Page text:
Such a diplomatic surge would include drafting a framework peace deal for the parties in Darfur based on the extensive civil society consultations to represent the core grievances of the people there. American stewardship of a multilateral process involving all the key countries with leverage is critical to a credible peace effort. The surge would also involve the reconstruction of the troika that helped negotiate the CPA, and should also include China, Egypt, and other countries with serious economic and security interests in preventing a return to war.
Most importantly, this peace surge needs to be backed by credible pressures. Contrary to conventional wisdom, there are actually many such diplomatic levers that have not yet been utilized. They include:
  • Multilateral asset freezes aimed at key members of the NCP who have enriched themselves as a result of the oil boom of the last decade in Sudan
  • Multilateral travel bans that act as a scarlet letter on the shirts of key officials who aspire to be taken seriously internationally
  • Multilateral enforcement of the U.N. Security Council’s arms embargo through the enhancement of the sanctions committee or another enforcement mechanism if the U.N. Security Council once again fails to discharge its duties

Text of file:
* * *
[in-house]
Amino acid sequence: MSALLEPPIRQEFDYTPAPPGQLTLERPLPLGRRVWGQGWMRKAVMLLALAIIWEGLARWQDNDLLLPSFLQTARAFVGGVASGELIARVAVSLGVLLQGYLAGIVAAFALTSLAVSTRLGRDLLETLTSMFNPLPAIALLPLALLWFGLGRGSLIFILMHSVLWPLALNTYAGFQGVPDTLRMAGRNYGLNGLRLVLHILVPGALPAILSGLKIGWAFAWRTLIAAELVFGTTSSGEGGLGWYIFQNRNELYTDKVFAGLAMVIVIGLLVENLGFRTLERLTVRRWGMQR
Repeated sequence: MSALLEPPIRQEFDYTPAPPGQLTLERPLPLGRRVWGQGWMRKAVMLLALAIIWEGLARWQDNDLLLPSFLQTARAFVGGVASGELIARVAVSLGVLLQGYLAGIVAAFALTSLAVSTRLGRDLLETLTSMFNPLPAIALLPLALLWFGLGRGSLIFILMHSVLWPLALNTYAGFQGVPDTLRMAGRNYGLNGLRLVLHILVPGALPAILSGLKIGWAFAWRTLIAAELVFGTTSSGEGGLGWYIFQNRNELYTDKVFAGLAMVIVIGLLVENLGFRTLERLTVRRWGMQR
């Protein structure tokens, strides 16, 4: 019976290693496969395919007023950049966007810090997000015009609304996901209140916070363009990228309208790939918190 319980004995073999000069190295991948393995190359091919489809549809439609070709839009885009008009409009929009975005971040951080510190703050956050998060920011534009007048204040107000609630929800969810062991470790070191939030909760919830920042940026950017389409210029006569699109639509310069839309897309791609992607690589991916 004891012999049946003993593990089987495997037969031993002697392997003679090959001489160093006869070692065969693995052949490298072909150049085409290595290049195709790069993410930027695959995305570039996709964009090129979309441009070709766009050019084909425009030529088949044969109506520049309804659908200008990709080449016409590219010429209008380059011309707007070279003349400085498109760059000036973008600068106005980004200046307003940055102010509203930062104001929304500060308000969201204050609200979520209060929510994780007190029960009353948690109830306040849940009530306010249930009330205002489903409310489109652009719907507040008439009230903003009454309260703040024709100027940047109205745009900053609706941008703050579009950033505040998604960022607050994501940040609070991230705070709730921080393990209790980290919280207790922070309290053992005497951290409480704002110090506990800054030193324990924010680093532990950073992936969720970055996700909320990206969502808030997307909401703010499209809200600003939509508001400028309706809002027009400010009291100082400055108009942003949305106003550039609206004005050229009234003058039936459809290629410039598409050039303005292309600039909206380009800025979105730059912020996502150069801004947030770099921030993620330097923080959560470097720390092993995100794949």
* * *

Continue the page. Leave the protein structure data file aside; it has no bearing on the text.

• Multilateral support to the International Criminal Court’s cases against key Sudanese officials, both in terms of existing indictments and a further expansion of the caseload
  • Multilateral denial of debt relief that the NCP is aggressively seeking in the context of declining energy prices
The bottom line is that any one of these measures will have little bite, objectively speaking. But, as history has demonstrated, the political impact of a slowly growing set of penalties for undermining peace can alter the NCP’s calculations to the point where senior officials within the party assess that they are better off changing their policies and behavior than continuing with their destabilizing agenda.
All of these pressures and others should be utilized if at any time Darfur rebel factions or the Government of Southern Sudan becomes a primary agent of instability and obstacle to peace.
Ultimately, the objective of the diplomatic surge and the pressures that provide leverage for it is the achievement of a sustainable national peace. This will happen only if the NCP no longer holds absolute authority in the country, but rather shares it with other parties and constituencies and eventually allows fully free and fair elections to determine the future leadership of Sudan. In the meantime, averting a return to full-scale nationwide war is the pressing priority, and the actions of the United States will have more to do with success or failure than any other single variable.